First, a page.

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Discussion in 'TiVo Roamio DVRs' started by Bobby Mac, Sep 20, 2020.
Yes. Will check
it’s almost backwards. It is 90-98 every time on WIFI. I ran it wired 4 times, I got 42, 92, 32.8, and 52.
I know Ethernet is good until 300 ft. Does the extra 10 ft cord coming after the AP to the laptop (or TiVo) cause that much of an issue 310 FG? Or do you think it’s an AP setting?
This is the 300ft Cat7 run, correct?
Yeah, that seems off. Have you tried replacing the AP with a simple Gigabit Ethernet switch, strictly as a test?
As suggested earlier, the switches should allow extending the network, so long as individual Cat* runs are under 328ft.
Have to wonder if there’s something wrong with the AP, one of the cables or the terminations. Though I’d start by trying a different 10ft cable between the laptop and AP, given the crazily lower rates for the wired connection.
edit: p.s. Until you can get a solid rate between the AP and main router via the wired test, I wouldn’t yet worry about my comments Re: TiVo issues with “green” switches and IGMP Snooping (unless you need a diversion).
Not impossible. That’s where temporarily supplanting the AP with a GigE switch could provide some insight.
Brand & model info on all your Ethernet gear would be helpful.
Or... plug the 300ft Cat7 run directly into the laptop’s Ethernet port, rather than the AP (taking the AP temporarily out of the equation).
Separately, you’ll want to test the laptop via a direct Ethernet connection to a LAN port on your main router, as a baseline.
Main router and AP
I have another secondary router that is not in this picture at all. It goes from the main router to my second floor. (Nighthawk). I have a few switches off of that which run a lot of devices. One is an 8 port unmanaged. As much of a pain as it will be, I can pull it and use it to test.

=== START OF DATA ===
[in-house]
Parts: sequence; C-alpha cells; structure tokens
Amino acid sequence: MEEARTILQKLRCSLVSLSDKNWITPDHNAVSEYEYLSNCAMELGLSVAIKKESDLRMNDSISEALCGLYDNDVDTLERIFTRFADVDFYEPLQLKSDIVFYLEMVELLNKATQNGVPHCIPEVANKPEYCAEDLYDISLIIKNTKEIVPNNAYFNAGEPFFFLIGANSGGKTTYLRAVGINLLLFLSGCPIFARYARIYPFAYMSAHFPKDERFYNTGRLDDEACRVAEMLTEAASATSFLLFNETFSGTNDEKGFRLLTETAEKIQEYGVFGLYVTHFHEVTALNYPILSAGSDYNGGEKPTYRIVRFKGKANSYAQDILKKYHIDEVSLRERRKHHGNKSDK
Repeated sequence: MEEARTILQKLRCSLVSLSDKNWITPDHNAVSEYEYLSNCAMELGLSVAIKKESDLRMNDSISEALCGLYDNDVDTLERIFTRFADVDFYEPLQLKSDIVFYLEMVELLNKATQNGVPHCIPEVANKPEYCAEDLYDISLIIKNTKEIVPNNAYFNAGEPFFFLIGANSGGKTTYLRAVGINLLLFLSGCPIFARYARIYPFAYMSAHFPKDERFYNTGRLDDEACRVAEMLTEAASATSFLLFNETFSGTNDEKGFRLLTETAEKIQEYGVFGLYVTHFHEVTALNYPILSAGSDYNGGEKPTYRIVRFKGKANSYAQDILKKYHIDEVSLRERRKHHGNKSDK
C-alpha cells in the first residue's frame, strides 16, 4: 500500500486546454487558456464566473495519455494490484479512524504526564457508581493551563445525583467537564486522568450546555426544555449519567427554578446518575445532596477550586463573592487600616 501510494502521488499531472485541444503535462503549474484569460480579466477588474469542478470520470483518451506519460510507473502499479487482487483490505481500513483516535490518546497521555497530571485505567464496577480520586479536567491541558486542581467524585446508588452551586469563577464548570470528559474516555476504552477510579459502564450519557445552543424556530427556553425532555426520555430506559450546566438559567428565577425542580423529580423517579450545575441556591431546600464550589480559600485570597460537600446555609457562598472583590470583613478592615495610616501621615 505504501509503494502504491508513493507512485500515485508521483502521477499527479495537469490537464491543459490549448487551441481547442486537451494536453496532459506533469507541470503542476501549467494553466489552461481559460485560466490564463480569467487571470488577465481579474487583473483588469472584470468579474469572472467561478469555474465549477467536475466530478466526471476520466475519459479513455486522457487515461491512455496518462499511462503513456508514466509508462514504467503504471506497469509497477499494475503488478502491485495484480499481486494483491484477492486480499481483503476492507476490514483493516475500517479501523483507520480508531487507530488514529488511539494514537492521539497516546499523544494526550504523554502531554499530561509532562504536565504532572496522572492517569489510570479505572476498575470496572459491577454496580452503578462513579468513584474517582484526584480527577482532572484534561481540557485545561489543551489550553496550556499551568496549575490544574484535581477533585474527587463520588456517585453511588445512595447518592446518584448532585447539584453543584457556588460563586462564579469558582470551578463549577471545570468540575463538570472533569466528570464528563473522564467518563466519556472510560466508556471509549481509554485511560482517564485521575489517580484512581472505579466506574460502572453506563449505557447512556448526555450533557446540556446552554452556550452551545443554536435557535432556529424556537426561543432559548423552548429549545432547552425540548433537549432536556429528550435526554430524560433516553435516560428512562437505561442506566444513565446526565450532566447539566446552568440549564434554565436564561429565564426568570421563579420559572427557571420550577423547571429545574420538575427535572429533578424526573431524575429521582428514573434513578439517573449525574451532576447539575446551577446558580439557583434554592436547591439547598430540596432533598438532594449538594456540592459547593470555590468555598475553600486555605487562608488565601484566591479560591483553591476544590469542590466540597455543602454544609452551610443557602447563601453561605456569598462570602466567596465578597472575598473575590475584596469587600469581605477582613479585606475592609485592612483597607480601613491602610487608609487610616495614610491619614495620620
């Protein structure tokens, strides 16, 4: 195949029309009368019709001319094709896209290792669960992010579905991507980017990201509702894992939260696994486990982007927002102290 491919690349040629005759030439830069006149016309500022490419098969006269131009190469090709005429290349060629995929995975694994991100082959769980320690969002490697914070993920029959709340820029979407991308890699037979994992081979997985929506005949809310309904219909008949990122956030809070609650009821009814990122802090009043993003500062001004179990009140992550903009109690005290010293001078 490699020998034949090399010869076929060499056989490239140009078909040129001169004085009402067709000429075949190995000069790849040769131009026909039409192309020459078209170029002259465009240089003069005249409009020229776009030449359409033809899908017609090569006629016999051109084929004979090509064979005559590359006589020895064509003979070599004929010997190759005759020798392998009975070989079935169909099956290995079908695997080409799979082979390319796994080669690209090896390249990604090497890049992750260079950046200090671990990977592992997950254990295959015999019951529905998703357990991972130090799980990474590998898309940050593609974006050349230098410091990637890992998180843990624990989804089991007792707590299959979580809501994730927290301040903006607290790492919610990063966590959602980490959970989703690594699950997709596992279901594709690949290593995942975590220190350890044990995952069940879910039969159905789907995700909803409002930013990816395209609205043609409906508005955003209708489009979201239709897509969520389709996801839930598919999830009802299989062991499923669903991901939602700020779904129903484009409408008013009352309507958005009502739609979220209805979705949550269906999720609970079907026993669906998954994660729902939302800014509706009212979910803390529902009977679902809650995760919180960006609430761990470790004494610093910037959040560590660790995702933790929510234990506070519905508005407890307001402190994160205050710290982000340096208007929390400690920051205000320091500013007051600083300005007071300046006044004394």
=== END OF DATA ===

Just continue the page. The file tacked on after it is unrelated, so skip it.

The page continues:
Also I checked the ASUS (AP) and the “Enable IGMP Snooping“ is dropped down on “disabled”
Just to clarify, what I'm now suggesting for better bandwidth having the RG11 connect from the NETWORK port of a MoCA adapter in the house to the NETWORK port of the MoCA adapter in the barn. Then use ethernet cables to make the appropriate connections from the MoCA adapters to the routers on each end. This configuration would not require any splitters for the MoCA network.
For coax in the house, the POLE connection would feed the input of the 3-way splitters, with outputs to the modem, Roamio and tuning adapter. No diplexer involved.
Wow. So before checking with a switch I did what you said. Just bypassed the AP and ran the line directly to the laptop.
Must say... very surprised. Tested 3 times at 8MBPS. So basically I’m losing 98% signal at the end of the run, but the AP is acting like an amplifier. No wonder my TIVO doesn’t work.
And you’d recommend the two 2.5s?
The “go coax”?
I'd probably use the goCoax 2.5s, but check out krkaufman's link if you want to explore other alternatives. If 400Mbps is all you're shooting for, any MoCA 2.0 or MoCA 2.5 adapters should work fine.
will give it a shot and report the results.
Thank you both for the help!
One last question... sorry... just because if I have it, I might as well take advantage of it to the max. But this TV port on the Moca adapter. Is that going to be useless the way I’m setting it up ? (Just left unhooked since I’m still connecting at the end with Ethernet)
The goCoax 2.5 adapters are a no-brainer given the performance/price ratio compared to the competition.
It depends on how you ultimately setup your adapters. If unused, it’s good practice to cap the port with a 75-ohm terminator.